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Economic Autonomy for Women
Ending violence against women is intertwined with securing economic autonomy for women in the pursuit of women's equality.
In order to leave a violent or threatening man, a woman must be able to conceive of how she will feed and house herself and her children. In order to resist sexual harassment in the workplace, a woman must be entitled to the protection of legislation that does not jeopardize her own job. Many women who call our rape crisis line report that as part of their coercive control, men will withhold money and access to the family bank accounts. This is especially true of women raising children. Such men will also prevent their wives from working for their own money, or they will refuse to pay child support for their children.
According to a recent report by frontline experts and researchers to the United Nations Committee on the Elimination of All forms of Discrimination Against Women (CEDAW), B.C. has the highest overall rate of poverty in the country. Statistics Canada figures show that in 2006, poor people in British Columbia were living not just below the poverty line, but $7,700 below the poverty line (using Statistics Canada’s Low Income Cut-Off line). They are not just poor, they are very poor. B.C. also has the highest rate of child poverty in Canada at 18.8%, while in 2006, B.C. single mothers had a poverty rate of 35.7%. In the same year, single senior women in B.C. had a poverty rate of 20.4% (compared to 11.6% for single senior men). Nation-wide data show rates of poverty for Aboriginal women at 36%, for women of colour at 29%, for immigrant women at 23%, rising to 35% for those who arrived in Canada between 1991 and 2000, and for women with disabilities at 26% (BC CEDAW 2010).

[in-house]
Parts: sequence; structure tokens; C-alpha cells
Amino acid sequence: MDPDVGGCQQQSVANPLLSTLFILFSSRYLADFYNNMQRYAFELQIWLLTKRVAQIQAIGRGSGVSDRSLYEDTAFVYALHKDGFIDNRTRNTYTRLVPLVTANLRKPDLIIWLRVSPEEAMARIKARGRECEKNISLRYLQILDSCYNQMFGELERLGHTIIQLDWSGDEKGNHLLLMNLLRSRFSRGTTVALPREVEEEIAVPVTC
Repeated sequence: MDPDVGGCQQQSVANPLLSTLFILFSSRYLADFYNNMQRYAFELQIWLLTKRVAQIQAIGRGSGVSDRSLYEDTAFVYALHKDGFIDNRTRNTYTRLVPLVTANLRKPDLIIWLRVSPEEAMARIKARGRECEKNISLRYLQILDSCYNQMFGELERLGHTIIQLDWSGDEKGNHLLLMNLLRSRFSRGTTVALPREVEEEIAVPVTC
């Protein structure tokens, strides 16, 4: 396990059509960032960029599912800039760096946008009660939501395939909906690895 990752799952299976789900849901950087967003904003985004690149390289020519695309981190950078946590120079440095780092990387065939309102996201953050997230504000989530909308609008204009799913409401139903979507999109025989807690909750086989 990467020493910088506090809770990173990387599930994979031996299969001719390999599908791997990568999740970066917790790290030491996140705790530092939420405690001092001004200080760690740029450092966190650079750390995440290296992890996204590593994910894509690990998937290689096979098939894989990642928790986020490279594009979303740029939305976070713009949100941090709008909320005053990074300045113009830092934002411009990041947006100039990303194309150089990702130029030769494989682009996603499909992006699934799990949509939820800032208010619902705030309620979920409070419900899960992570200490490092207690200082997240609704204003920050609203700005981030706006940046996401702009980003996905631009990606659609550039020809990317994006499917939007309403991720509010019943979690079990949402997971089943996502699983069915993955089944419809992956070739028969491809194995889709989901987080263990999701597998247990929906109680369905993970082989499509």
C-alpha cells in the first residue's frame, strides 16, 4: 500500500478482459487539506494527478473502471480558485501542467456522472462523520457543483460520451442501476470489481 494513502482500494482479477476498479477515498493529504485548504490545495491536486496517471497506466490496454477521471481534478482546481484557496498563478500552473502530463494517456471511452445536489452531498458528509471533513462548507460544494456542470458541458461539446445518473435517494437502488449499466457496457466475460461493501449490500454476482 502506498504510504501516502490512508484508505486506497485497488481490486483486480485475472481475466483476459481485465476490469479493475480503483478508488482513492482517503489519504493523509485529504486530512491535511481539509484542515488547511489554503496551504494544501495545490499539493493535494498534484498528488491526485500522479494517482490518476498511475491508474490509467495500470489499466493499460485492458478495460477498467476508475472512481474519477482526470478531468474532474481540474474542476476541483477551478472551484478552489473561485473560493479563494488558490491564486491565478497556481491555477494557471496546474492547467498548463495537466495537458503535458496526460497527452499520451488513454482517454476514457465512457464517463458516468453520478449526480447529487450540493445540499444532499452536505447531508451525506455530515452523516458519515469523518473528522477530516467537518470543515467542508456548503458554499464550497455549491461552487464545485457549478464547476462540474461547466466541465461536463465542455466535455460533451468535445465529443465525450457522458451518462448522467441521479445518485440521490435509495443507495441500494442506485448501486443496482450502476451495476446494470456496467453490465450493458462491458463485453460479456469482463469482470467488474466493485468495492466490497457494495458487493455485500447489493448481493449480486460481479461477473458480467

When women lack the means of subsistence
When women lack the means of subsistence, women lose autonomy in their relations with men. We find ourselves stuck between 'choosing' between staying with a violent man who pays the rent, and leaving to face high housing costs and abysmal social assistance rates. Women who do leave are often pressured by economic reasons to stay in closer contact with violent men than they would otherwise choose. The man may be their only source of free childcare. He may offer monetary support in exchange for continued contact she does not desire, or which may endanger her and her children. She may have to return, despite his violence. Women may instead turn to 'survival sex' in prostitution, in order to buy groceries for themselves and their children. Women in these circumstances risk being discovered by government social services, with charges of welfare fraud or child apprehension likely.
When women have inadequate income, they are forced to live in squats, cars, and
other unsafe housing and are therefore more vulnerable to rape and sexual harassment.
Women receiving welfare are more likely to have their children apprehended, not because the children are mistreated, but because they cannot provide adequate housing and food.
When women have economic autonomy
Women who have adequate economic means have more choices. They can more clearly choose to leave a violent or threatening man, and are less likely to be pressed into prostitution. They can choose who cares for their children. Women can choose where to live, having more opportunity for physical security and comfort for their families. When women have economic autonomy, their basic human entitlements needs can be met, and women can realize their potential to fully participate in society. When women have economic autonomy, we can imagine and move toward equality.